This game is like Blind Man’s Bluff with a twist. One player starts blindfolded. This player is “It”. The other players stand in a line some distance from It. This could be as close or as far as the players agree on. From there, the players ask It for directions. The players must follow these directions. Then they guide the blindfolded It to where their line started from and It must follow the same set of instructions. When It believes they are where the players are, they can reach out to try and tag someone. The other players can duck or dodge, but cannot move their feet. If It tags someone, they are the new It and the game starts again.
Start by making a shape on the ground. It can be any shape you want and it has to be at least big enough that two players can run through it at the same time. One player is “It” and they cannot leave this zone. The other players must try to run through this zone without getting caught. If they get tagged, they join hands with It and help to catch others. Each player added joins the line but only the ends of the line can tag. The rest of the line can make it hard for other players to cross, getting in their way or trapping them. The last person left wins and is It for the next round.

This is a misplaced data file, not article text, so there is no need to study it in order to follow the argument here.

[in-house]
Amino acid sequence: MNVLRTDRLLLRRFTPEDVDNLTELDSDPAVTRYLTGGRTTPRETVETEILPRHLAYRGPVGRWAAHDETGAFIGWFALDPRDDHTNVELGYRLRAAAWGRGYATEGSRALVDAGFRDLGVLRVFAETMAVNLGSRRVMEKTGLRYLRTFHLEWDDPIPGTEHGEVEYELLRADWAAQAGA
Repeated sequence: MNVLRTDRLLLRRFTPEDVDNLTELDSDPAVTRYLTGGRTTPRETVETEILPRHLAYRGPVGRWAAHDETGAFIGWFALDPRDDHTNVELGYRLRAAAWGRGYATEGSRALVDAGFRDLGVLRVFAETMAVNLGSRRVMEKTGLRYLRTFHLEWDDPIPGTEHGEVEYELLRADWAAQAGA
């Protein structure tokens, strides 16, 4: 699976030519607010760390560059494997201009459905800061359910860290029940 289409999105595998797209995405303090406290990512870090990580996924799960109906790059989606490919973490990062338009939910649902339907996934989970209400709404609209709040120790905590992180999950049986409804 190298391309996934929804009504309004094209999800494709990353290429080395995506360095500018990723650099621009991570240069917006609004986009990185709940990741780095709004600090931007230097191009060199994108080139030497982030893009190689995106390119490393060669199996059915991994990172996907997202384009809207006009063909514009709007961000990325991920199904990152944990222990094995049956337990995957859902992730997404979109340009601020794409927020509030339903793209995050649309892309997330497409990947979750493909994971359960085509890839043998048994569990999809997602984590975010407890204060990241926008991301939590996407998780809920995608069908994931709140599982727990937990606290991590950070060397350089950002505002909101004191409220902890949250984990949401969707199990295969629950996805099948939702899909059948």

Riddles have been a popular way to pass the time since at least the Bronze Age. Why not give these a try? You can find the answers at the end of the packet. If you answer all of these, see if you can make one up and share it with your friends.
- What 8 letter word can have a letter taken away and it still makes a word. Take another letter away and it still makes a word. Keep on doing that until you have one letter left. What is the word?